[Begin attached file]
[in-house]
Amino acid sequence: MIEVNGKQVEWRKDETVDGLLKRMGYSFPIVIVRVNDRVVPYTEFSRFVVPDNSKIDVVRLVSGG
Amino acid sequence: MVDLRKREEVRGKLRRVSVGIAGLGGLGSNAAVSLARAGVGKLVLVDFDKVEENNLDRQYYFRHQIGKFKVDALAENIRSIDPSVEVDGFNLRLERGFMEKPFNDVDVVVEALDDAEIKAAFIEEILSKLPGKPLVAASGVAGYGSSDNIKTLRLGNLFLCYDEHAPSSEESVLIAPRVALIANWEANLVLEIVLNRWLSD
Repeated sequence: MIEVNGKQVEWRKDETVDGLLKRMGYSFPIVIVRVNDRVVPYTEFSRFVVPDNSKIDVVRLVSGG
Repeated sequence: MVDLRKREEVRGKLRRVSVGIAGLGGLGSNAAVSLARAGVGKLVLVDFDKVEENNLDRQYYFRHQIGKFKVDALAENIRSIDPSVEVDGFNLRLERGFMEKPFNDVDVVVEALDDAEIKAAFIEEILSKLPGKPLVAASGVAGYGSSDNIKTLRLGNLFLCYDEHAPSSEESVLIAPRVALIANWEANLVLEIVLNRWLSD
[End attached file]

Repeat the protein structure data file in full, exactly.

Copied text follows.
[in-house]
Amino acid sequence: MIEVNGKQVEWRKDETVDGLLKRMGYSFPIVIVRVNDRVVPYTEFSRFVVPDNSKIDVVRLVSGG
Amino acid sequence: MVDLRKREEVRGKLRRVSVGIAGLGGLGSNAAVSLARAGVGKLVLVDFDKVEENNLDRQYYFRHQIGKFKVDALAENIRSIDPSVEVDGFNLRLERGFMEKPFNDVDVVVEALDDAEIKAAFIEEILSKLPGKPLVAASGVAGYGSSDNIKTLRLGNLFLCYDEHAPSSEESVLIAPRVALIANWEANLVLEIVLNRWLSD
Repeated sequence: MIEVNGKQVEWRKDETVDGLLKRMGYSFPIVIVRVNDRVVPYTEFSRFVVPDNSKIDVVRLVSGG
Repeated sequence: MVDLRKREEVRGKLRRVSVGIAGLGGLGSNAAVSLARAGVGKLVLVDFDKVEENNLDRQYYFRHQIGKFKVDALAENIRSIDPSVEVDGFNLRLERGFMEKPFNDVDVVVEALDDAEIKAAFIEEILSKLPGKPLVAASGVAGYGSSDNIKTLRLGNLFLCYDEHAPSSEESVLIAPRVALIANWEANLVLEIVLNRWLSD